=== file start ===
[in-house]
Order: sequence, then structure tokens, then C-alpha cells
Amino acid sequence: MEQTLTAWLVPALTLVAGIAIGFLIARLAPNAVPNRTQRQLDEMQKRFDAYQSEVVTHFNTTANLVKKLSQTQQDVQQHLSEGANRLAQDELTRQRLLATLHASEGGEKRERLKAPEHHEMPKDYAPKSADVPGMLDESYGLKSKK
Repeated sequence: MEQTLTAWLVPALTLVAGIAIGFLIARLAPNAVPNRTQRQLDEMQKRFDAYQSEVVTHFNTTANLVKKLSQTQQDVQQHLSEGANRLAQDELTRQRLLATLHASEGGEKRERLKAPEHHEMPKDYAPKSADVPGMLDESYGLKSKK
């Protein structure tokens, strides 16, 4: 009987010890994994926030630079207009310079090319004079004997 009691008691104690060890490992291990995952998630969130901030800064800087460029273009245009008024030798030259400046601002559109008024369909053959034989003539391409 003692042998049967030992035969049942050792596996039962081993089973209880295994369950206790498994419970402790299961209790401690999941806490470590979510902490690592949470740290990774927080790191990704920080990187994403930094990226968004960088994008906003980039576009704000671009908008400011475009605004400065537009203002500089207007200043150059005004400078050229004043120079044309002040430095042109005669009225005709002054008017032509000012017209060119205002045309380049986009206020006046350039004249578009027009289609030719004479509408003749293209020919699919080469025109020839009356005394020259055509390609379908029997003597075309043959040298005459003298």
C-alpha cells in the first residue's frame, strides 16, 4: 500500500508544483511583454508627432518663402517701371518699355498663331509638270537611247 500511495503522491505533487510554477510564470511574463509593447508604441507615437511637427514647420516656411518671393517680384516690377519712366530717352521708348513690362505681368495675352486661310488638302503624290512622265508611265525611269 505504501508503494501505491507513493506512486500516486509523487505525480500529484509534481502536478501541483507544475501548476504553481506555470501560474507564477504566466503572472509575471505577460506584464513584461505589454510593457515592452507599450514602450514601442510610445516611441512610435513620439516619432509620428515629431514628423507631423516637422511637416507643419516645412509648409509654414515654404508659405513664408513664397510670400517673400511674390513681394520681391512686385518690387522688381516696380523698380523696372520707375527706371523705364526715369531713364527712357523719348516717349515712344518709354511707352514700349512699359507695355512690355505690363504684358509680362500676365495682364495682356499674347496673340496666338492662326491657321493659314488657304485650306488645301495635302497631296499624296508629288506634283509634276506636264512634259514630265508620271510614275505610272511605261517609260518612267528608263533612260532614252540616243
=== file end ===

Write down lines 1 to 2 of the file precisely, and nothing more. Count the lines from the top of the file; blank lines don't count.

[in-house]
Order: sequence, then structure tokens, then C-alpha cells